Here at Explore Historic New Orleans we pride ourselves on providing the highest quality tours to visitors and locals alike, in New Orleans. Ghost Tours have never been our thing. As a matter of fact, we don’t offer ghost tours at all. Our guide staff prefers to spend out time with the strictly historic tours we offer, such as the St. Louis Cemetery Tour, or our Historic Cocktail Tour. That doesn’t mean we do not get a lot of people asking us for ghost tours. They are very popular in New Orleans. So, we decided to partner up with Ghost City Tours in order to offer ghost tours.
When we decided to partner with a Ghost Tour company in New Orleans we didn’t take the decision lightly. After all, there are quite a few ghost tour companies here. We only wanted to partner with the best haunted tour company. And we decided that was Ghost City Tours. While they are one of the newer companies in New Orleans, they have a long track record in cities such as Savannah Georgia, for provided the highest quality, and the most historically accurate tours. And this was very important to us. When we recommend someone to another company we are vouching for that company. We wouldn’t risk our reputation on any company that we didn’t truly believe has our guests’ best interests at heart.
One of the aspects we really love about Ghost City Tours is their dedication to the real history of the locations they visit on their tours. Trust us, if you take a ghost tour in New Orleans there is a very good chance you are going to listen to 2 hours of mostly fictional history. Some of the stories we have heard being told on ghost tours make us cringe.
Ghost City Tours really takes the time to ensure that the history behind the ghost stories they are telling is correct, even if that means leaving out some of the more gory stories and tales. We respect that a lot.
We look forward to working with Ghost City Tours in the future. We know that everyone we recommend to them will have a great time on this haunted New Orleans Tour.
The beginning of the United States sugar industry started in New Orleans in 1795, but citizens of New Orleans were drinking its distilled nectar decades before the sugar rush began. Tafia, a low-quality rum using basic French methods, was drank with relish since sugarcane was first brought over from Saint-Domingue in the 1750s. Once new, frost-resistant varieties of sugarcane were introduced to Louisiana, along with the invention of the multiple-effect evaporator, sugar production exploded in the state like never before. The evaporator, invented by a Creole named Norbert Rillieux made sugar production incredibly efficient. So efficient in fact, that there was more sugar and rum than Louisiana knew what to do with. However, the real culprit in the growth of Louisiana sugar was the use of slaves, which were forced to work in appalling conditions that some scholars consider the worst in United States history.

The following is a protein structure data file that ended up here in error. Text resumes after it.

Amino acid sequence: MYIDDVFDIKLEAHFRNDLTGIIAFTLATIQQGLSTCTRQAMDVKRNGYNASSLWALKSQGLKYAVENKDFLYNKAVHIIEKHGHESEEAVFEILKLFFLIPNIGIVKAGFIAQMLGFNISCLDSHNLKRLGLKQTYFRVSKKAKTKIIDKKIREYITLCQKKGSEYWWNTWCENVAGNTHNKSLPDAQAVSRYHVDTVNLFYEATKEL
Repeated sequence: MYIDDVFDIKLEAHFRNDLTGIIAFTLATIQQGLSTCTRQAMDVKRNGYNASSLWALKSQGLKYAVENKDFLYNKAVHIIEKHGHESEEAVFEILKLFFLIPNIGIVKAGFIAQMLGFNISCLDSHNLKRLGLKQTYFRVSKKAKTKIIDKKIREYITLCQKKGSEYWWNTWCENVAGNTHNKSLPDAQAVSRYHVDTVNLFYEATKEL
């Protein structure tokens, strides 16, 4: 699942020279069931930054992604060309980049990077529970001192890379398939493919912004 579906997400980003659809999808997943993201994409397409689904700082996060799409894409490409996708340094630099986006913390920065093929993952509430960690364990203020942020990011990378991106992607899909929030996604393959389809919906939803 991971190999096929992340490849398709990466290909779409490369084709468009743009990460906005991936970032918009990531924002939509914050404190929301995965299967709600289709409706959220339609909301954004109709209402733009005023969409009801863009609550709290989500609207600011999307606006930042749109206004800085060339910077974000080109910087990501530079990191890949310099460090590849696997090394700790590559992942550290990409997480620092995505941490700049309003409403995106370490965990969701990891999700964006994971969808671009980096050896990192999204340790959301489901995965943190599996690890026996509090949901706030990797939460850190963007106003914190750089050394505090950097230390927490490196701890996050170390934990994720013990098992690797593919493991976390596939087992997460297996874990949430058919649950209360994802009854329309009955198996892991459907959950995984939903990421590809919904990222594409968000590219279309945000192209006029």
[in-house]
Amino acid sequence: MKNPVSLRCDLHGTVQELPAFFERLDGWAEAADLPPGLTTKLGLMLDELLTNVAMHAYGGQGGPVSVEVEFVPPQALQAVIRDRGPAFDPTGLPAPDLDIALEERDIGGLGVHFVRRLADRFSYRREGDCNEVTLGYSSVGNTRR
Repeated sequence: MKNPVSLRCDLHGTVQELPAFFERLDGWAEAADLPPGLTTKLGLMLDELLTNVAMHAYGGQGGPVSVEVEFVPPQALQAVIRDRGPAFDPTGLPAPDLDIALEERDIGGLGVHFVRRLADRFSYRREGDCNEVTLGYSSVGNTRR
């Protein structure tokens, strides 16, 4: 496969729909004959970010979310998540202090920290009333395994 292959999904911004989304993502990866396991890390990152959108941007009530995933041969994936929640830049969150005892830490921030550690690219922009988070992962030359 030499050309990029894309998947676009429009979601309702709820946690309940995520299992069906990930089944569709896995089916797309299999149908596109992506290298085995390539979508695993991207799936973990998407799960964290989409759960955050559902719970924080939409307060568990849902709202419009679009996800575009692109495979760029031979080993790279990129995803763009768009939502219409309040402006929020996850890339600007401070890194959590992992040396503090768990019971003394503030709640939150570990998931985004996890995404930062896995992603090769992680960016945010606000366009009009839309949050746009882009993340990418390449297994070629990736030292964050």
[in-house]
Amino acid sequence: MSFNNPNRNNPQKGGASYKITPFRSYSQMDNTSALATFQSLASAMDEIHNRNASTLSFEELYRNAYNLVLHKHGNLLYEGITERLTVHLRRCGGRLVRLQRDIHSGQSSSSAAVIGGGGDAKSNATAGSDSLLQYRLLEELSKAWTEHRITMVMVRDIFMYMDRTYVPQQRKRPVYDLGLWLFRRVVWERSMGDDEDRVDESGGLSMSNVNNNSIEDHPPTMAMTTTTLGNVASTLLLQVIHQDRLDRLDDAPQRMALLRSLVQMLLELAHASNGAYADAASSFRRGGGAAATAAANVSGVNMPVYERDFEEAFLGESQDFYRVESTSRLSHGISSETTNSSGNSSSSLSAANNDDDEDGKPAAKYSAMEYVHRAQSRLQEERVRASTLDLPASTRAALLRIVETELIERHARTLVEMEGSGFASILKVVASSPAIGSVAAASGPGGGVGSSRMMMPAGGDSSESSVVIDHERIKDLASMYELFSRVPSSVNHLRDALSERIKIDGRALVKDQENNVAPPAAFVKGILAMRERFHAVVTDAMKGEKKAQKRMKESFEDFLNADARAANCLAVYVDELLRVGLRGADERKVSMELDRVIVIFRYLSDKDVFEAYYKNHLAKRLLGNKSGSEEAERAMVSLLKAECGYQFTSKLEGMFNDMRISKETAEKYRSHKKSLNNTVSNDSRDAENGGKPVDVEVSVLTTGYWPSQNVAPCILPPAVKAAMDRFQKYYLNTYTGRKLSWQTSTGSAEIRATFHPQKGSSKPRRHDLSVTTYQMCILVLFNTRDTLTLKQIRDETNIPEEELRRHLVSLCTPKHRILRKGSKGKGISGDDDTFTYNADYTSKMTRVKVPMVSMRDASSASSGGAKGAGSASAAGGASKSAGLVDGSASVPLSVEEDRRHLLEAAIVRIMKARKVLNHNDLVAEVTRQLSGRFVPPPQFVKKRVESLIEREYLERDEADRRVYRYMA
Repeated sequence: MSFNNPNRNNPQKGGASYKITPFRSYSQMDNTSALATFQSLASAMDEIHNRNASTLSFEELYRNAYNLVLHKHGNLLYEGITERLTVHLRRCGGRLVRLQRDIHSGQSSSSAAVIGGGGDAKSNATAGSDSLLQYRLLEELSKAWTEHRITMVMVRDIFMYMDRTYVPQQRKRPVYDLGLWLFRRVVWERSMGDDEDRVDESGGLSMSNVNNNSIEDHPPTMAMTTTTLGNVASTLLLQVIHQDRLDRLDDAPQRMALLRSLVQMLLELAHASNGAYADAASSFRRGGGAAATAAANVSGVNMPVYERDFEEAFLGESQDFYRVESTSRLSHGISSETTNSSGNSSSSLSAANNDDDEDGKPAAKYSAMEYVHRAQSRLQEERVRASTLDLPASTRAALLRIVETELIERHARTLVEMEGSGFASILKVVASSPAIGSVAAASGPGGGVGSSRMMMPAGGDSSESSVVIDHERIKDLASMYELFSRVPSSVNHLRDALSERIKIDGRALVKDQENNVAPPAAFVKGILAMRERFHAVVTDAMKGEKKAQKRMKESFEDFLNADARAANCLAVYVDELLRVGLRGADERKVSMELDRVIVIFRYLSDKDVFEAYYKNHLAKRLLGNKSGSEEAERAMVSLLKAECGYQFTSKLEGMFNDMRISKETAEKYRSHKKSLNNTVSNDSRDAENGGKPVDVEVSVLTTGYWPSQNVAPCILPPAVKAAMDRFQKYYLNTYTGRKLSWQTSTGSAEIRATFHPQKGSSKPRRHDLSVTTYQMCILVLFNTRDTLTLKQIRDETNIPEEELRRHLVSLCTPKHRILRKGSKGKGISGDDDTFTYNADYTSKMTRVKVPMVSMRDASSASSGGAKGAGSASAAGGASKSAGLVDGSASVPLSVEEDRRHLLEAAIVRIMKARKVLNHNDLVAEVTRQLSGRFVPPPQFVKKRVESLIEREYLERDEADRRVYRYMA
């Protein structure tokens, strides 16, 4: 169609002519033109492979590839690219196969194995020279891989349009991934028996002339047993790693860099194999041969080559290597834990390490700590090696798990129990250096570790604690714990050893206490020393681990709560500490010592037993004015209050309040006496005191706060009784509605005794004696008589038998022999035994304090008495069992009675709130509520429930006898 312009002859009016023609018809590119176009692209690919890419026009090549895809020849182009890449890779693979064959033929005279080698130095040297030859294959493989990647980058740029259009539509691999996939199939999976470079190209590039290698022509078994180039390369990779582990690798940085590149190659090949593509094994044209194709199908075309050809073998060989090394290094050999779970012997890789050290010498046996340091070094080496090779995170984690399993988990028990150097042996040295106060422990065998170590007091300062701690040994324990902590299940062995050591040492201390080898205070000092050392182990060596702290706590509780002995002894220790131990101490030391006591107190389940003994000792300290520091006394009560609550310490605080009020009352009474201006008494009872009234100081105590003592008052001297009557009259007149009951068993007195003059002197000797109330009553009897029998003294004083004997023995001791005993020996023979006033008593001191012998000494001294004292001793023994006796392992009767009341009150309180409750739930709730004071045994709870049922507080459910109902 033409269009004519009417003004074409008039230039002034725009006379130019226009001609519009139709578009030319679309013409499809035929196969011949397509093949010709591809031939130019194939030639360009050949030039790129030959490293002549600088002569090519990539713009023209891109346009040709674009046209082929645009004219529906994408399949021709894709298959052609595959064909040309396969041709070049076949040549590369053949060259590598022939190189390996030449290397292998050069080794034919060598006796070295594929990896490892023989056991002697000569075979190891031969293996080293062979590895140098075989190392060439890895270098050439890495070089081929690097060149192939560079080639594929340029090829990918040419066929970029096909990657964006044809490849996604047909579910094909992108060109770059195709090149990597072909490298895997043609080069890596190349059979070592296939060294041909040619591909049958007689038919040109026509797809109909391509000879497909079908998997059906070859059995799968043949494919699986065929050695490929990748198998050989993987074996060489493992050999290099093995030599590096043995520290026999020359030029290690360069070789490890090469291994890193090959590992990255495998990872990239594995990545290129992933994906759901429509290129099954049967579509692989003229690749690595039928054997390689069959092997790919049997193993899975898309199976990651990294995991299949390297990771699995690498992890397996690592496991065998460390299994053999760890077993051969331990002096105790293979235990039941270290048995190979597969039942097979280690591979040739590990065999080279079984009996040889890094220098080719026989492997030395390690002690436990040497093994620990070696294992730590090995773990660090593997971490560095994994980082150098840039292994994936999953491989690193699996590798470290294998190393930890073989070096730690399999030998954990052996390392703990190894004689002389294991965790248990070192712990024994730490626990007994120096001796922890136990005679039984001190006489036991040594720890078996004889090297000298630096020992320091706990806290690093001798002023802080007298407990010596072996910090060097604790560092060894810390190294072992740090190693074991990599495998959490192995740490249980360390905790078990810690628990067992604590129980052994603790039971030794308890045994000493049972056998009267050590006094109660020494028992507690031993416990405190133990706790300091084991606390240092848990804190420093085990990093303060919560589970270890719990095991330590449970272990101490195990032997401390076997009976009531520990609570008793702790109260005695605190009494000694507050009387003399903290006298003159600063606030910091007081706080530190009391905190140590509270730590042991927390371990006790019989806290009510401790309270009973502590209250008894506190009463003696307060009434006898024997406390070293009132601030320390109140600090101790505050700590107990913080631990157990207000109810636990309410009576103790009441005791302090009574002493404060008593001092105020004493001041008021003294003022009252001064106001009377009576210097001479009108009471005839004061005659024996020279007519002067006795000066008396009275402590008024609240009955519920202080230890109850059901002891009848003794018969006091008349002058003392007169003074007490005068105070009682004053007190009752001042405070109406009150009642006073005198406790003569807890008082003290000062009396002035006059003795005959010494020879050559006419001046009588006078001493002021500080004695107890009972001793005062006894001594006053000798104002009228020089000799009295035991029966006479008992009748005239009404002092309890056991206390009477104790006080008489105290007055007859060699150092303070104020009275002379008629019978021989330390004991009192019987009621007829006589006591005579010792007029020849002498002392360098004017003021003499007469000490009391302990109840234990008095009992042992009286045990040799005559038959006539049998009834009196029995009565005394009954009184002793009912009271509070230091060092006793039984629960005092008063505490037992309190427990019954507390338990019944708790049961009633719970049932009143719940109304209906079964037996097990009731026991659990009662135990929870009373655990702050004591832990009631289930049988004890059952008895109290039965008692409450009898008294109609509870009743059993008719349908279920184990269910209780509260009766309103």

Rum inevitably became the drink of choice for those who could not afford imported brandy, and it was drunk with gusto. Pirates and sailors, of whom there were plenty in the 1800s, found themselves at home in the dive bars they were offered, many of which were familiar with the drink from travels across the Caribbean. Once prohibition crept into the French Quarter, locals and visitors alike, including William Faulkner, bought rum snuck in from Cuba or elsewhere. Rum-runners would often take the rum and doctor it up to resemble all sorts of illegal spirits at the time, from Absinthe to gin. The results as you can imagine were not very palatable for the generations used to quality bourbons and cognacs.
Today many of New Orleans signature cocktails are made using rum. The most famous cocktail, the daiquiri, was imported from Cuba where it found little difficulty finding its way onto every cocktail menu in the city. The original, as opposed the sugar-forward slushy found on Bourbon Street, is simply rum, lime and sugar. Ernest Hemingway, a connoisseur of all things containing alcohol, skipped on the sugar, but doubled the rum and dropped a little maraschino liquor in for good measure. Stop in at Tiki Tolteca on Decatur Street to give one a try, as well as dozens of others rum-based concoctions that bring a little island life to the Isle of Orleans.
On our Historic Cocktail Tour, we spend part of the tour discussing New Orleans’ famous cocktails that are made with rum. The Historic Cocktail Tour is an incredibly interesting, and fun way to explore the history of the cocktail, and rum, in New Orleans.